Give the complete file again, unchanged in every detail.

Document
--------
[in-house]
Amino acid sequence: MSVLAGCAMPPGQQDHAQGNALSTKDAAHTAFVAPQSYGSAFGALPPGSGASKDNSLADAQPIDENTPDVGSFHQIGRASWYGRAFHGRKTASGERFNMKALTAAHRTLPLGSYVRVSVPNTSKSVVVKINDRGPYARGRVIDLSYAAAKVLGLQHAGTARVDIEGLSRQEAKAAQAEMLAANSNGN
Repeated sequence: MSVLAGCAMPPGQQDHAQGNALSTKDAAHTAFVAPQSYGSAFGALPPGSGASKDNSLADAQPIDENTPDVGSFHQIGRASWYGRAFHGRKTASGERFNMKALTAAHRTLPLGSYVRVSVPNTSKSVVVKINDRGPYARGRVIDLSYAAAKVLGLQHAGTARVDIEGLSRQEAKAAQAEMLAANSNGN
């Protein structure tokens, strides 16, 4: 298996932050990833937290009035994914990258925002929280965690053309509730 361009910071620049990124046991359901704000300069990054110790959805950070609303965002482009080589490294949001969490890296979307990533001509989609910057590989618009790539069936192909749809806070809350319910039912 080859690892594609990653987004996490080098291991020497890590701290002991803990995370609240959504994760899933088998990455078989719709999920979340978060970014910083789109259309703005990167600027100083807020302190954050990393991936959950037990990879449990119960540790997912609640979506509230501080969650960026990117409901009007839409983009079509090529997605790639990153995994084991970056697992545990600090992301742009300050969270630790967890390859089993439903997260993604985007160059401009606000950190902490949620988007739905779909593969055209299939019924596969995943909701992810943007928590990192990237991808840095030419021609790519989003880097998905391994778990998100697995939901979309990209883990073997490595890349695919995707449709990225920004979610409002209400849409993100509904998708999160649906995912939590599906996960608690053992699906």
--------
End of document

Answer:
[in-house]
Amino acid sequence: MSVLAGCAMPPGQQDHAQGNALSTKDAAHTAFVAPQSYGSAFGALPPGSGASKDNSLADAQPIDENTPDVGSFHQIGRASWYGRAFHGRKTASGERFNMKALTAAHRTLPLGSYVRVSVPNTSKSVVVKINDRGPYARGRVIDLSYAAAKVLGLQHAGTARVDIEGLSRQEAKAAQAEMLAANSNGN
Repeated sequence: MSVLAGCAMPPGQQDHAQGNALSTKDAAHTAFVAPQSYGSAFGALPPGSGASKDNSLADAQPIDENTPDVGSFHQIGRASWYGRAFHGRKTASGERFNMKALTAAHRTLPLGSYVRVSVPNTSKSVVVKINDRGPYARGRVIDLSYAAAKVLGLQHAGTARVDIEGLSRQEAKAAQAEMLAANSNGN
């Protein structure tokens, strides 16, 4: 298996932050990833937290009035994914990258925002929280965690053309509730 361009910071620049990124046991359901704000300069990054110790959805950070609303965002482009080589490294949001969490890296979307990533001509989609910057590989618009790539069936192909749809806070809350319910039912 080859690892594609990653987004996490080098291991020497890590701290002991803990995370609240959504994760899933088998990455078989719709999920979340978060970014910083789109259309703005990167600027100083807020302190954050990393991936959950037990990879449990119960540790997912609640979506509230501080969650960026990117409901009007839409983009079509090529997605790639990153995994084991970056697992545990600090992301742009300050969270630790967890390859089993439903997260993604985007160059401009606000950190902490949620988007739905779909593969055209299939019924596969995943909701992810943007928590990192990237991808840095030419021609790519989003880097998905391994778990998100697995939901979309990209883990073997490595890349695919995707449709990225920004979610409002209400849409993100509904998708999160649906995912939590599906996960608690053992699906």